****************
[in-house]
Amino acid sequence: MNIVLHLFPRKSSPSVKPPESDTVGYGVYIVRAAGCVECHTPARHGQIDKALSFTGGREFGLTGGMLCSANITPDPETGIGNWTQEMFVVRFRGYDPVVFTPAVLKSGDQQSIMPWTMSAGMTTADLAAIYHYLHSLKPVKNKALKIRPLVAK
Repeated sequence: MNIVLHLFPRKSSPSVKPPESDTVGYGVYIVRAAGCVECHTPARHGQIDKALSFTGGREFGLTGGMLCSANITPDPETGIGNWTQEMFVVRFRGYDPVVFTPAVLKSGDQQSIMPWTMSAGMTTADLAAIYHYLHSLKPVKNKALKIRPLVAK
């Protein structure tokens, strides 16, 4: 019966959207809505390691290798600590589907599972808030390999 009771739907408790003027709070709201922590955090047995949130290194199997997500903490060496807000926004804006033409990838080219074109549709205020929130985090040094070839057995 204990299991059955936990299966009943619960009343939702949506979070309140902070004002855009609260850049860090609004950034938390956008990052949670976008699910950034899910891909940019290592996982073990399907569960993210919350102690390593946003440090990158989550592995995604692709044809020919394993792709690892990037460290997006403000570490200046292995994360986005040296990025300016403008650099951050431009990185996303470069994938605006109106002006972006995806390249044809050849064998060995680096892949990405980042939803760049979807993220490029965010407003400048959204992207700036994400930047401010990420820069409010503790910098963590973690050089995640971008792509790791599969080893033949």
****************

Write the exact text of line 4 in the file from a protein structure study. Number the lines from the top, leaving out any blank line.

């Protein structure tokens, strides 16, 4: 019966959207809505390691290798600590589907599972808030390999 009771739907408790003027709070709201922590955090047995949130290194199997997500903490060496807000926004804006033409990838080219074109549709205020929130985090040094070839057995 204990299991059955936990299966009943619960009343939702949506979070309140902070004002855009609260850049860090609004950034938390956008990052949670976008699910950034899910891909940019290592996982073990399907569960993210919350102690390593946003440090990158989550592995995604692709044809020919394993792709690892990037460290997006403000570490200046292995994360986005040296990025300016403008650099951050431009990185996303470069994938605006109106002006972006995806390249044809050849064998060995680096892949990405980042939803760049979807993220490029965010407003400048959204992207700036994400930047401010990420820069409010503790910098963590973690050089995640971008792509790791599969080893033949």